The carton 10 is made from a single cardboard blank illustrated in FIG. 7. That blank is more or less rectangular so that a string of such blanks can be laid out on a web such that they overlap so that there is minimum wastage of board material. After each blank is cut out, it is first folded along hinge lines 96 and 114 so that panels 98 and 116 overlie panels 66 and 62 respectively. Next as shown in FIG. 8, the blank is folded along hinge lines 64, 68, 72 and 76 with reverse folds being made at hinge lines 82 and 84 so that panel 62 as well as the folded back panel 116 overlie panel 12 and so that panels 66 and 98 overlie panel 14 with the rectangular panel sections 70a and 74a overlying panels 16 and 18 respectively. In FIG. 8, only the latter two triangular panels are shown folded so that the areas of the blank to which adhesive is applied can be indicated by stippling.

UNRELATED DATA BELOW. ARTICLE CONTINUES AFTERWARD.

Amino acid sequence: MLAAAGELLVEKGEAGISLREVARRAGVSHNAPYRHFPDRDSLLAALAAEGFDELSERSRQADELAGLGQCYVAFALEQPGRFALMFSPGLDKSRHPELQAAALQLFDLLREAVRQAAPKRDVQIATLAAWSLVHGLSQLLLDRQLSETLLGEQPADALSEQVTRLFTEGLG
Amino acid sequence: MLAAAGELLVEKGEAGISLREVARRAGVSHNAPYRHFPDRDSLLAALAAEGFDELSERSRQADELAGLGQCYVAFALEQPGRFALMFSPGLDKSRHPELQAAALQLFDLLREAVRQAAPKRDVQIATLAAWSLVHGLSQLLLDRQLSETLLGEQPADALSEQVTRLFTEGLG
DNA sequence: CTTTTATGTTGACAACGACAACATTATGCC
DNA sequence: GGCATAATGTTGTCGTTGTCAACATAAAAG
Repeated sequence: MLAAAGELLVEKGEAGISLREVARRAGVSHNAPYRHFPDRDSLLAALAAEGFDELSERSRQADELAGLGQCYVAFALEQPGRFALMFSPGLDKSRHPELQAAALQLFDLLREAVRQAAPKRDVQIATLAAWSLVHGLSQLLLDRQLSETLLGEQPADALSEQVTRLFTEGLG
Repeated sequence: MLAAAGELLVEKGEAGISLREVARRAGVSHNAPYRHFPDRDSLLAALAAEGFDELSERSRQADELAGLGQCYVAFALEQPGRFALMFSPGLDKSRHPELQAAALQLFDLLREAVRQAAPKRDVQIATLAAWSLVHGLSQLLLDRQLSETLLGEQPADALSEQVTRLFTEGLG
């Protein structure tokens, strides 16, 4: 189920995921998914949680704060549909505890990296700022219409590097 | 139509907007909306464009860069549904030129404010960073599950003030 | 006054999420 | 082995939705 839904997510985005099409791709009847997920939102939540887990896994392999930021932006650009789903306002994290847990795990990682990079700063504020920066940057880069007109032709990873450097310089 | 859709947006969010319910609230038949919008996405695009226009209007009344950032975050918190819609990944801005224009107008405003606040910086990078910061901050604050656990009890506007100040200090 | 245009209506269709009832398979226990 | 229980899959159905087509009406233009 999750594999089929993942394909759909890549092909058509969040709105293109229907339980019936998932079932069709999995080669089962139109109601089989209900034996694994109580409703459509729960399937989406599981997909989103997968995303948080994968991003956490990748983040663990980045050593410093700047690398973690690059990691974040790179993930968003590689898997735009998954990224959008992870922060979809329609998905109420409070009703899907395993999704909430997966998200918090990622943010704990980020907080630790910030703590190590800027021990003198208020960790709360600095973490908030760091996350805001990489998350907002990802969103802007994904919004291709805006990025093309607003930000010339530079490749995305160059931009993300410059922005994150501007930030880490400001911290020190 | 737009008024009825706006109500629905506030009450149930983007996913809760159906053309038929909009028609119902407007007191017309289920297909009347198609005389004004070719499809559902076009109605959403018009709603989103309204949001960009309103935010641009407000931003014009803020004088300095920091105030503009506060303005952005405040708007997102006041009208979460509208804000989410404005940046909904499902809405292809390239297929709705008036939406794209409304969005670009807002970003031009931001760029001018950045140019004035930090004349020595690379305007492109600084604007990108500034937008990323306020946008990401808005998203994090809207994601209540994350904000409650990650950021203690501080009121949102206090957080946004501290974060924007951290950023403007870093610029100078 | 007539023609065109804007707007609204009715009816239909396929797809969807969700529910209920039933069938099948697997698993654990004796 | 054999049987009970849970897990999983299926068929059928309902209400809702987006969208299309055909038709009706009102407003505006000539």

When the panels 66 and 62 are folded as aforesaid, the glue flaps 102 and 122 adhere to the lower edge margins of panels 14 and 12 respectively. The third fold is made at the hinge line 22 dividing panels 14 and 16 so that panel 14 overlies panels 12 and 16. This results in panel section 70b being adhered to panel 66. The final fold line is made along the hinge line 22 dividing panels 12 and 18 which results in panel section 74b adhering to panel 62 and the glue flap 24 adhering to panel 18. The carton is shipped and stored in this flattened condition until ready for use.